Membrane-induced amphipathic helices (m-AH) can act as membrane curvature sensors by binding preferentially to hydrophobic lipid packing defects enriched in curved surfaces. Weak electrostatic interactions can impart a greater reliance on hydrophobicity and membrane curvature for binding. I probed the role of modifying membrane and protein charge on the curvature sensing of two m-AH containing proteins, CTP:phosphocholine cytidylyltransferase (CCT) and alpha-synuclein (alpha-syn). The m-AH in both proteins are flanked by disordered tails with multiple phosphoserines (CCT) or acidic residues (alpha-syn), which I mutated to glutamate or serine to modify protein charge. Analysis of binding to vesicles of varying curvature showed that increasing negative charge of the tail region decreased binding strength and augmented curvature dependence, which I attribute to charge repulsion. Conversely, increasing the membrane negative charge dampened the curvature dependence. Our data show that discrimination of curved vs. flat membranes with high negative charge could be modulated by phosphorylation.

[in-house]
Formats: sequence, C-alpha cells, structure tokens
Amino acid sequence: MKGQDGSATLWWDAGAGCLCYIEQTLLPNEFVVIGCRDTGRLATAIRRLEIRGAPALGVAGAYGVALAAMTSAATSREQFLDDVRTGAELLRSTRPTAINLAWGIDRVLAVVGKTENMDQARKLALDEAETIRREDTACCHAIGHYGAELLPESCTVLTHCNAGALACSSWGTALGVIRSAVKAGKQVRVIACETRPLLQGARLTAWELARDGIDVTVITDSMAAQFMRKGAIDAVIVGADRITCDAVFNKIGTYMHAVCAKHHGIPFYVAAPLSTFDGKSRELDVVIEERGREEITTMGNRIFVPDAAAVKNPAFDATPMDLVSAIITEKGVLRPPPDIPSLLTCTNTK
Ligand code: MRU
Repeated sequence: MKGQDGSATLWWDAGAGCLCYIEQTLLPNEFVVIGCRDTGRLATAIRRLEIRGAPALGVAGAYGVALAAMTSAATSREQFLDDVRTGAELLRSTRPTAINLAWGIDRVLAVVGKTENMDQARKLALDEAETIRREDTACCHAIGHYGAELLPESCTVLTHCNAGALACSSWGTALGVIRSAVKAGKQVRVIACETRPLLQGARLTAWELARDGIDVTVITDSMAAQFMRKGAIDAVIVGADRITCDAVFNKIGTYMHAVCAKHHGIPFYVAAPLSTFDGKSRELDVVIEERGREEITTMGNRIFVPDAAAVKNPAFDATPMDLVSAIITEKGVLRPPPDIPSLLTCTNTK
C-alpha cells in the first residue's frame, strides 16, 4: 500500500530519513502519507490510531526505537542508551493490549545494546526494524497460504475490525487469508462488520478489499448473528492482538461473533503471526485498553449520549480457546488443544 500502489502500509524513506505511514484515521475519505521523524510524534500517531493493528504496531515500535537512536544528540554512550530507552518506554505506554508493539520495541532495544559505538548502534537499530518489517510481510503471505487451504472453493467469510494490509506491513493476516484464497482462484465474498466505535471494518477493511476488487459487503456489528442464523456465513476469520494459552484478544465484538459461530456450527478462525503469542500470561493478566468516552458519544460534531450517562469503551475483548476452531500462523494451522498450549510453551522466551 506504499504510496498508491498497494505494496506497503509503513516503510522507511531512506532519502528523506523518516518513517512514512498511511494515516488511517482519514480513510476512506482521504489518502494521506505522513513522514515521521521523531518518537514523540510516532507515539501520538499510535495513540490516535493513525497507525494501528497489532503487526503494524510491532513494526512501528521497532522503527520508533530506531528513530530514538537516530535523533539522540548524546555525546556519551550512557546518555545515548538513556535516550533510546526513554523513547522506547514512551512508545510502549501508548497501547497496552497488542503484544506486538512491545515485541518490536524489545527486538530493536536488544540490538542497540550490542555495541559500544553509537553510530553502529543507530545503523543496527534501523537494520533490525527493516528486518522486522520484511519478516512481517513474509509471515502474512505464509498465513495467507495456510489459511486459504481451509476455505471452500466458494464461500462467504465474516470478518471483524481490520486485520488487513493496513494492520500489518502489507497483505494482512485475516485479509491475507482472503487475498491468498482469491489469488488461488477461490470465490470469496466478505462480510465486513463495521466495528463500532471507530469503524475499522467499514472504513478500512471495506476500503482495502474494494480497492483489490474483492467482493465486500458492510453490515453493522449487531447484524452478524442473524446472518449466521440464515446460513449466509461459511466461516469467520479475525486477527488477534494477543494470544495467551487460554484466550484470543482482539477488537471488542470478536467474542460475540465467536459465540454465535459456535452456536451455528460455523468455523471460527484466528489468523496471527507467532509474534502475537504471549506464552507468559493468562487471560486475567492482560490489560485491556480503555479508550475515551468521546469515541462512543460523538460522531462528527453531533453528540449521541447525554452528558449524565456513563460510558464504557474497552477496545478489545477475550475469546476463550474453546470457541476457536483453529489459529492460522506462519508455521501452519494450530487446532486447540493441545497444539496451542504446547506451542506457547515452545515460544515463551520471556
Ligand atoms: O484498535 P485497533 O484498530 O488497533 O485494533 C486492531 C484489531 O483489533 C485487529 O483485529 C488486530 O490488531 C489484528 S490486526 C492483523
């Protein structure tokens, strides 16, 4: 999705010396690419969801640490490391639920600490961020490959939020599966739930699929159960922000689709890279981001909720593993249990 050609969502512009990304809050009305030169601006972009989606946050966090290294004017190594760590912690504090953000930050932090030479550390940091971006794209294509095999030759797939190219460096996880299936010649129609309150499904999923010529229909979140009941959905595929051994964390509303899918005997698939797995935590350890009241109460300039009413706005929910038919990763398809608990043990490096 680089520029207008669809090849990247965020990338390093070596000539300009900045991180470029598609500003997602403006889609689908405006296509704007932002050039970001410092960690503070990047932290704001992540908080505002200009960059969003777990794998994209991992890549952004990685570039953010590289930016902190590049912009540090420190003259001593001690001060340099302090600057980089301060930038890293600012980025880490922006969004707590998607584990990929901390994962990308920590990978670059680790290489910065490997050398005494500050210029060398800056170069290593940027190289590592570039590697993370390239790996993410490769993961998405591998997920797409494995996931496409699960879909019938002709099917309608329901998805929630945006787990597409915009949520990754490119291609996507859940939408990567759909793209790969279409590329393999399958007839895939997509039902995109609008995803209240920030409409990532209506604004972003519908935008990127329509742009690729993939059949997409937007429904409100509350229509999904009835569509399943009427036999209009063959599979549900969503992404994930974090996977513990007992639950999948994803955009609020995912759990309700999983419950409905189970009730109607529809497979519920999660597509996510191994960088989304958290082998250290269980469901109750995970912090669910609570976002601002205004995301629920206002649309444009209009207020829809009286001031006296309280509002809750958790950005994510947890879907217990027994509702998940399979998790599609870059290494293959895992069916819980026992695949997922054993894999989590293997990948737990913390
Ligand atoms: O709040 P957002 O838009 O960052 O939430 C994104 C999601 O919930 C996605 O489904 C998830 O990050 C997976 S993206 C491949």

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Thesis advisor: Cornell, Rosemary B.
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